Old Red Lion
Has the LGBTQ community reached a crisis point? Has the hard won promise of endless sexual freedom begun to conflict with a desire to settle down and lead heteronormative lives?
This revival of the 2016 play Circa approaches this dilemma in a deliciously complex way. A cast of five slip in and out of various characters over a 30 year period whilst principally focussing on the love life of ‘The Man’ played by Thomas Flynn, Antony Gabriel and Daniel Abelson in various life stages.
There are the inevitable Grindr hook ups, chance meeting in clubs, and the opening scene includes a highly transactional experience with a rent boy which ends in a most uncomfortable scene of frantic, desperate masturbation by the client (played with a terrifying arrogance and superciliousness by Antony Gabriel). When discussing the possibilities now open to gay couples such as marriage and having children (and a dog!) one boyfriend asks ‘The Man’ “Why are you trying to make us straight?”
Some aspects of the plot (written by Tom Ratcliffe) might push the boundaries of credulity including the scene where ‘The Man’ is practicing for a newly discovered heterosexuality by visiting a male drag queen prostitute who will dress the same as his cis female fiancée. Who are we to judge as to how efficacious ‘The Man’ will find this experience… the delightful Thomas Flynn keeps the show on the road with an extraordinary transformation into ‘Ms. Plastic’ and her sassy humour and plain speaking keeps it real.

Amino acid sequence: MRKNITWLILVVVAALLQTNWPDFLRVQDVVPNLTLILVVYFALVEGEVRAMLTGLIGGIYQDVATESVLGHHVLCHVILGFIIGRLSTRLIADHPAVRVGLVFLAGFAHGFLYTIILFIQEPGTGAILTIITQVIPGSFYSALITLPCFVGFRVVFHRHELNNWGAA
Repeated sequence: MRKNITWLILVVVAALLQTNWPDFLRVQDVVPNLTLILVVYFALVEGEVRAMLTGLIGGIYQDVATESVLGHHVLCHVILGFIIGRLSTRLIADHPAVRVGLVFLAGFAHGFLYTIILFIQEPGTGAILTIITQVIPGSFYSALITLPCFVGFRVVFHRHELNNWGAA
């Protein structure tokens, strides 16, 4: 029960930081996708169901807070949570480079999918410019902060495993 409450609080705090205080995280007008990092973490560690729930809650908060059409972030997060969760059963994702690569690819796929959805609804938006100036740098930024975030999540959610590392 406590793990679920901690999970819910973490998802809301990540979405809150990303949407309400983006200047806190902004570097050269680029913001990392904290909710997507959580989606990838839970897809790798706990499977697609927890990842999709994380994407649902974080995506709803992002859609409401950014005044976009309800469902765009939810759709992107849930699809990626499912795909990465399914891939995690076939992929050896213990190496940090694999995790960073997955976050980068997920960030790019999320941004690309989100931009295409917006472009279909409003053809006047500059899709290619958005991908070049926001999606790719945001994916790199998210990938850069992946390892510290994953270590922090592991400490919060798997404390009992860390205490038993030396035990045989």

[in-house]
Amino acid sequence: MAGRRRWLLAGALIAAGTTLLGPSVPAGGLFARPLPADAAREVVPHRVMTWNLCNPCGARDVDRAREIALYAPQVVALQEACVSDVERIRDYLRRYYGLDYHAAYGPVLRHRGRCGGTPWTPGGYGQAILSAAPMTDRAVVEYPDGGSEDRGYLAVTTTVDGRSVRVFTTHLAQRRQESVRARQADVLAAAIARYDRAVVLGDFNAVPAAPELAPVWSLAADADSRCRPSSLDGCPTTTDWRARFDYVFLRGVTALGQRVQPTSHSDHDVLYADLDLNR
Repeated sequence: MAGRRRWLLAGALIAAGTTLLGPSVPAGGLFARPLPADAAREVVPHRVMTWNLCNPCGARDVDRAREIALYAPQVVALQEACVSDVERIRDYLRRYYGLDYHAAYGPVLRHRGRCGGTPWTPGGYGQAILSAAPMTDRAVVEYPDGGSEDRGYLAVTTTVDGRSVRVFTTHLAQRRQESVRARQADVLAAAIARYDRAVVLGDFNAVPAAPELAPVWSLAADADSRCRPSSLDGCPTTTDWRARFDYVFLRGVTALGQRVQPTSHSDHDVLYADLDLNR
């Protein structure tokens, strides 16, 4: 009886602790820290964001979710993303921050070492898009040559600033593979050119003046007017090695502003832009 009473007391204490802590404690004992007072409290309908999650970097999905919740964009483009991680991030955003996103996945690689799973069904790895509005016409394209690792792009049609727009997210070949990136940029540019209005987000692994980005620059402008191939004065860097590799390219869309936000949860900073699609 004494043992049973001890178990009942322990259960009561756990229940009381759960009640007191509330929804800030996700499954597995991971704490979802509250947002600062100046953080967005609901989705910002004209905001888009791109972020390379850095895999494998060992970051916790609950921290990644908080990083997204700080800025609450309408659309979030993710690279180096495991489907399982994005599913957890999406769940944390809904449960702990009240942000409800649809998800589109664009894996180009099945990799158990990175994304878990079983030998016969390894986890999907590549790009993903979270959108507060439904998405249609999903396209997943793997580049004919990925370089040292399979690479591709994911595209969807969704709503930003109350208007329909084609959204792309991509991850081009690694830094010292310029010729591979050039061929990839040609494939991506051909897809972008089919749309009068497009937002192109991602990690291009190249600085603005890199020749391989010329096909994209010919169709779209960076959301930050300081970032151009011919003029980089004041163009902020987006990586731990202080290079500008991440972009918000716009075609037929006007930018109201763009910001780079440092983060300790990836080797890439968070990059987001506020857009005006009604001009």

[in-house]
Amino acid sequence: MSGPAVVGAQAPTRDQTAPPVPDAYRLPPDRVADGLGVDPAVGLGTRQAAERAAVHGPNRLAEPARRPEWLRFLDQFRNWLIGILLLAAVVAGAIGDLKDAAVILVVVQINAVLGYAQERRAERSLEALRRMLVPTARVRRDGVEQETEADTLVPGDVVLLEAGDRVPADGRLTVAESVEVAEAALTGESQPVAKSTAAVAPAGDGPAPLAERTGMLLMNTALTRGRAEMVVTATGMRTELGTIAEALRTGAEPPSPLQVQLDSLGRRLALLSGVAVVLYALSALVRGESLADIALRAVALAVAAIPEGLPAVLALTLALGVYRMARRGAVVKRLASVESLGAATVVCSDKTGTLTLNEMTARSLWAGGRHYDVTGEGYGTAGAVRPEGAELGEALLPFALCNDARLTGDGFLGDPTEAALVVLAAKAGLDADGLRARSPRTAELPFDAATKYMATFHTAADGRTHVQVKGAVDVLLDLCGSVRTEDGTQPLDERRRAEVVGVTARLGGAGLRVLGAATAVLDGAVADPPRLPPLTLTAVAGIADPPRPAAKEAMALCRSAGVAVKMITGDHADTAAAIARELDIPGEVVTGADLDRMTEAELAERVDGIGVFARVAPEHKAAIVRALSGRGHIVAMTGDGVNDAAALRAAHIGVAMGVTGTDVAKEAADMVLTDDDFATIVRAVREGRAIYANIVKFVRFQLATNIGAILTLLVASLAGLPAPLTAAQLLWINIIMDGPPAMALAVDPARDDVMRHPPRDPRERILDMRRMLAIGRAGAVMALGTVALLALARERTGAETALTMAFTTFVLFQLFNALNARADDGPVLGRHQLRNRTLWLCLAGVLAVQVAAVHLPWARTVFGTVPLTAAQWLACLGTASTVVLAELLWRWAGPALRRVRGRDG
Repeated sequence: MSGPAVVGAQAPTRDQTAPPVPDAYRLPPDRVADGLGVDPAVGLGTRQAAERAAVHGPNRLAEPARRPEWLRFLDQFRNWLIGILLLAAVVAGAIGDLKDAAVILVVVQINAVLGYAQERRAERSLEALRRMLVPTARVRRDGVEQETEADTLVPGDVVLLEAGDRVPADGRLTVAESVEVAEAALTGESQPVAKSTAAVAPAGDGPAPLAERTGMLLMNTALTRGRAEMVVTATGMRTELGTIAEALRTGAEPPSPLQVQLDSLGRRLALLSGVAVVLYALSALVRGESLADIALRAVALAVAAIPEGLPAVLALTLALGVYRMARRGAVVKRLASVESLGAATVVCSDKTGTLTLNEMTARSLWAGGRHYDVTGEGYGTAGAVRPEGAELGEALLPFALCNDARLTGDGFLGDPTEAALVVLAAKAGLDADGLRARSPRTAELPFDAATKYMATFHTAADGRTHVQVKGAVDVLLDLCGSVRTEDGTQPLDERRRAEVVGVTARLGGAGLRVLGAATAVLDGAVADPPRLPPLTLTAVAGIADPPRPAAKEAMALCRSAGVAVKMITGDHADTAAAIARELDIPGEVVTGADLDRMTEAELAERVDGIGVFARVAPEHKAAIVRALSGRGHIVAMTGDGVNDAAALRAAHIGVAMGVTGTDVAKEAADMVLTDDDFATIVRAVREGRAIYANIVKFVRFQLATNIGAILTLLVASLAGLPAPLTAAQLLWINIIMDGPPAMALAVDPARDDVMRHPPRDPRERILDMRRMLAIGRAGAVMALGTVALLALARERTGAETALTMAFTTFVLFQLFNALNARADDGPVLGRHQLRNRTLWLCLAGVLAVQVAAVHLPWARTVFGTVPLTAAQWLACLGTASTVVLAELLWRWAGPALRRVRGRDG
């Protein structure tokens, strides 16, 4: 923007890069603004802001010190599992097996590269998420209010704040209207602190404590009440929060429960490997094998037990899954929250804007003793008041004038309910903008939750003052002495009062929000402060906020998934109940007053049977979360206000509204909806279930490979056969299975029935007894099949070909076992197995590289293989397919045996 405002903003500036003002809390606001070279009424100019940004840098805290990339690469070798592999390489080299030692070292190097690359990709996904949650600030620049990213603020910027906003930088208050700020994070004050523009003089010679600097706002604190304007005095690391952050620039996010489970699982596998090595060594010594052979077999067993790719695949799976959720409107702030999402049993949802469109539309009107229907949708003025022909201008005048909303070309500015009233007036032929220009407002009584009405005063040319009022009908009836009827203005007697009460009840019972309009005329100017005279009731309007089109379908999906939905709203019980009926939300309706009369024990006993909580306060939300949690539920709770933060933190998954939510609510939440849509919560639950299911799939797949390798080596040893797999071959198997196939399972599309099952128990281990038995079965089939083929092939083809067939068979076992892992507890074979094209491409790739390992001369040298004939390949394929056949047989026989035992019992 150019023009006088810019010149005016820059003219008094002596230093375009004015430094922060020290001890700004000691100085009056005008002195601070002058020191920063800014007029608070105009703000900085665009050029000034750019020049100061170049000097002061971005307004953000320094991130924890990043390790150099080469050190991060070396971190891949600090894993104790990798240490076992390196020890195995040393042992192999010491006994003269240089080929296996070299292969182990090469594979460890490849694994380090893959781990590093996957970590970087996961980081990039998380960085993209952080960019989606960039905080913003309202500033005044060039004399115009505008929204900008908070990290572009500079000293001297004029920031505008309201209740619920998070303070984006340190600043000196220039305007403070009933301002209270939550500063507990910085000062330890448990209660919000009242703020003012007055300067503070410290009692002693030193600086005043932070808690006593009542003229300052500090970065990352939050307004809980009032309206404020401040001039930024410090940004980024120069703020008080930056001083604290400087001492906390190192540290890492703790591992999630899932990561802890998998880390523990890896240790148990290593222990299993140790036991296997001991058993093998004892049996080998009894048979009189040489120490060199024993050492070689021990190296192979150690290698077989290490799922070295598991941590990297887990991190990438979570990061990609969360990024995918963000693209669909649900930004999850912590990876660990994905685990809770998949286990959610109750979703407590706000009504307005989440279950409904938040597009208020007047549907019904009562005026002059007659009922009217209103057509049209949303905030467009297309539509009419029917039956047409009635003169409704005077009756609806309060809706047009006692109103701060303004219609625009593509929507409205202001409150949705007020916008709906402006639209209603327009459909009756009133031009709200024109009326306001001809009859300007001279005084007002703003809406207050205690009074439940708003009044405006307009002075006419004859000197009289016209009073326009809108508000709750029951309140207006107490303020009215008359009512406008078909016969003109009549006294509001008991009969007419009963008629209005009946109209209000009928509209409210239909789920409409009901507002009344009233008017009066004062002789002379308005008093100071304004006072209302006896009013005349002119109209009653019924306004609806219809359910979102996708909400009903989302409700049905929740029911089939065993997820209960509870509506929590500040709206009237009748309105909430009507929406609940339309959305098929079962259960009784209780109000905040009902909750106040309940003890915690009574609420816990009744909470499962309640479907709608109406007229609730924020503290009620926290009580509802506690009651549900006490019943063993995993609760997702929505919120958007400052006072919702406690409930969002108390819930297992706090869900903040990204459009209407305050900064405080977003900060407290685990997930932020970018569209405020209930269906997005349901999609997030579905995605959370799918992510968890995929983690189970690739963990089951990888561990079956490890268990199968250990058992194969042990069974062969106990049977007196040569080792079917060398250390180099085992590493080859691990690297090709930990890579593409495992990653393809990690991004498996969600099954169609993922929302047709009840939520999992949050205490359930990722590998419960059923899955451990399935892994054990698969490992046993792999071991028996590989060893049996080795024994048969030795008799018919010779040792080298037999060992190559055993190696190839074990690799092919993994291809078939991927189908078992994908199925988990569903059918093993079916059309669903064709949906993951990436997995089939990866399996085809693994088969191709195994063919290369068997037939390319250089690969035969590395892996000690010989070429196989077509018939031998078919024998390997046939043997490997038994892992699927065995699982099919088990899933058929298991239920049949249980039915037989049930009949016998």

There must be a special mention for the lighting and set design which are both done by Luke W. Robson – the stunning geometric set in concrete accentuated with architectural lighting, working perfectly in unison to provide a distinct sense of place with variety and contrast of mood for every single scene whether it’s a hotel room, beach or bar.
Where Circa excels is by subtle repetition of characters, and even more subtle introduction of new ones in a similar situation means you approach the issues from multiple angles throughout the play. Its complex and admittedly Queerguru lost the plot on occasion but allowing the whole to wash over you lets you focus on the particular issue in the moment for each character and its fascinating and challenging in equal measure.
REVIEW: JONNY WARD